Manchin spoke of the ritual of a morning turkey hunt, how hunters in his state help their local food pantries, and how getting the next generation involved is his aim.

"I'll tell you, if you got trouble with a child, take them out hunting or fishing," he said.

Gov. Mike Rounds of South Dakota and the others who spoke echoed that sentiment, and the caucus will work to coordinate groups who want to give youth outdoors opportunities. He's concerned for his children.

"I want them and my grandkids to have that opportunity," he said of why he joined this group. "To assure those rights and freedoms don't get away for that next generation."

Now if they can accomplish a smidgeon of what Roosevelt did ...

For the news release on the Governors Sportsman's Caucus, click here.

posted July 21

Man saves osprey by mouth-to-beak resuscitation

People have gone to extraordinary efforts to save animals. There's groups for about every critter endangered or even some that are overpopulated.

Not many have gone as far as Chuck Needham. He brought a bird of prey back to life with mouth-to-beak resuscitation.

Now, he didn't just see some bird lying dead and start CPR, so don't try this at home, especially with any road kill. Most likely won't work.

Needham was fishing at Lacamas Lake near Vancouver, Wash., when he saw an osprey dive into the water chasing a fish. But alas, it got tangled in another angler's line, couldn't free itself and basically had drowned when Needham and girlfriend Sue Cappoen got to it.

"It was dead by that time," Needham told Columbian.com for this article. "It was gone. It just had no life to it."

With his cowboy boots still on, the three-quarters Cherokee bolted into the knee-deep water. He freed the bird from the line and started to breath into its beak while massaging its chest and throat.

"I gave it about five or six deep breaths and, all of a sudden, it started coughing up water and foam and perked up a little bit," he said.

Wary of an alert bird's sharp beak and talons, Needham set the osprey, which can have 5-foot wingspans, down on a rock. A little prod to see if it was alright, and the bird flew off.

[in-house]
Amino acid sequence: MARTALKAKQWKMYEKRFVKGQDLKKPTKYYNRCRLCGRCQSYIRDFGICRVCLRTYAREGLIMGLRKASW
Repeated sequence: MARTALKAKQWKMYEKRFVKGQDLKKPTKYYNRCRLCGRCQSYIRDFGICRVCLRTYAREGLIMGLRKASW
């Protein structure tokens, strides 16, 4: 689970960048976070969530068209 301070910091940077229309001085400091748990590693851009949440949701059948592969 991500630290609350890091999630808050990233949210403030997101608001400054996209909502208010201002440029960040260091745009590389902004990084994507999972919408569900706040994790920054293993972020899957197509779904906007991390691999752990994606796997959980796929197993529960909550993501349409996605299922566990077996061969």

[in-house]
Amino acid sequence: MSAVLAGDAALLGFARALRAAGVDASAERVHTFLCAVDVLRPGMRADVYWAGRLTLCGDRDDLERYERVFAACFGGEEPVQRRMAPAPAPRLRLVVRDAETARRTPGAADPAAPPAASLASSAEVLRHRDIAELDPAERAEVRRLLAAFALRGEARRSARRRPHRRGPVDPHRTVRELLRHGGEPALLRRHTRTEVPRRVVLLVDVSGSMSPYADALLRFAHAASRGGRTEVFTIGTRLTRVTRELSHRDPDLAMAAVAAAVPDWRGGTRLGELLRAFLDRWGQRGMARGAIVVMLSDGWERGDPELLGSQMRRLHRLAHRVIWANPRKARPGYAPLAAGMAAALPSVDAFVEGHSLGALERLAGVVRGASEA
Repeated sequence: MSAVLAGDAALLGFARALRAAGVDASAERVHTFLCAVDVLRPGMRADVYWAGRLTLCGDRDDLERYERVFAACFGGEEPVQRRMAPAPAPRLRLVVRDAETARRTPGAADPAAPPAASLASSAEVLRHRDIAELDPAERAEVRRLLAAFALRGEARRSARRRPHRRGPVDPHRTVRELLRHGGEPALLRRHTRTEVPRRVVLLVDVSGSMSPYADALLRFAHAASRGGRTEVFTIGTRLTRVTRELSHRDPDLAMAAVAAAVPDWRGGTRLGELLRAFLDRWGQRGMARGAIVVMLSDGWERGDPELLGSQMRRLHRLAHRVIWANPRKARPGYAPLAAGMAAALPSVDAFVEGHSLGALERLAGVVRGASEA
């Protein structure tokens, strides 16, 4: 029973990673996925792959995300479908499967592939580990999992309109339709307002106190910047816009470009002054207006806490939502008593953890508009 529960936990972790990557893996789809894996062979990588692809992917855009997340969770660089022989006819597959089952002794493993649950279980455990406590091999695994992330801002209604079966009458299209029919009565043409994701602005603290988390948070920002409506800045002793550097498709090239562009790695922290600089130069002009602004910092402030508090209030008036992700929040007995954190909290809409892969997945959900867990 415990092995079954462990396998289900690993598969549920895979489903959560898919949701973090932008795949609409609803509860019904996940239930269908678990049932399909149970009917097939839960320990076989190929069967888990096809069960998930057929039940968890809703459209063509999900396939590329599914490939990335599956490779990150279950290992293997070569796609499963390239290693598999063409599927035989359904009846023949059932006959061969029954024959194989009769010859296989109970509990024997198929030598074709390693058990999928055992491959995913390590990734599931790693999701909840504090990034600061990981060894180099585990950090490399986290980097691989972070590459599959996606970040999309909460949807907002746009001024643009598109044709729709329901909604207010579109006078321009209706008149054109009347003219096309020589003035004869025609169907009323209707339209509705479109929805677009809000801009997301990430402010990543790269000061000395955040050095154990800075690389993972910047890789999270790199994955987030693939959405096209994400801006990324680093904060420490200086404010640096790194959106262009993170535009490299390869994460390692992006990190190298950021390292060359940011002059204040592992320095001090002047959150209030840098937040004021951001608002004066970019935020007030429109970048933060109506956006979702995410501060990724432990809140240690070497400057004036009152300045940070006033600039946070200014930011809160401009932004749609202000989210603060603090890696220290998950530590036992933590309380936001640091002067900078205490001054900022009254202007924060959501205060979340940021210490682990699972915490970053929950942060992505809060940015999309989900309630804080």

Don't believe it? You scoff?

Ian Wang, the other angler whose line the bird crossed, photographed the incident. Check Columbian.com for images.

For Needham, the experience was positively spiritual. We here commend his quick actions.

posted July 18

Head-on attack fended off by one swipe with chainsaw

Appears a mountain lion only brought itself to a chainsaw fight, and ending up losing big-time. A man cutting firewood used the whirring blade to make the cougar turn tail this week, then authorities tracked it down and killed it.

Dustin Britton, a 32-year-old an ex-Marine from Windsor, Colo., was close to his family's campsite in the Shoshone National Forest near Cody, Wyo., — pop. 8,835 sal-ute! — when he spotted a hungry looking cat in the bushes. It pounced toward him and pawed him several times before it felt the wrath of an 18-inch blade, which left about a 6-8 inch gash on its shoulder.

The mechanic only suffered a small puncture would, but the attack left officials wondering what up with that? Mountain lions are rather reclusive — only eight attacks have been reported in the state over the past decade.

Maybe Britton running the chainsaw disturbed its sleep. Nobody ever appreciates a neighbor using a power tool too early in the morning.

Read the complete story from The Associated Press.

posted July 16

Does customer have solid ground to sue?

Either Wal-Mart is having a bad run of snakes, or the snakebit just like going there to try and sue.

For the fifth time in the past four years, a customer claimed to be snakebit at a Florida Wal-Mart garden center. The latest man was reaching under a display of ferns for a dropped baby bottle. He came out with a 7-inch pygmy rattlesnake on his pinky finger, witnesses said.

Jeriel Joiner remains at a hospital in St. Augustine, Fla. — pop. 12,157, sal-ute! — and said he plans to sue after saying his hand swelled to the size of a baseball glove. That appears to be a bit of an exaggeration, at least from pictures in this report from news4jax.com.

The Wal-Mart closed the garden center to sweep for more snakes. The best line in the story is that "investigators said they don't know where the snake came from."

It's momma. Br-rum-cha.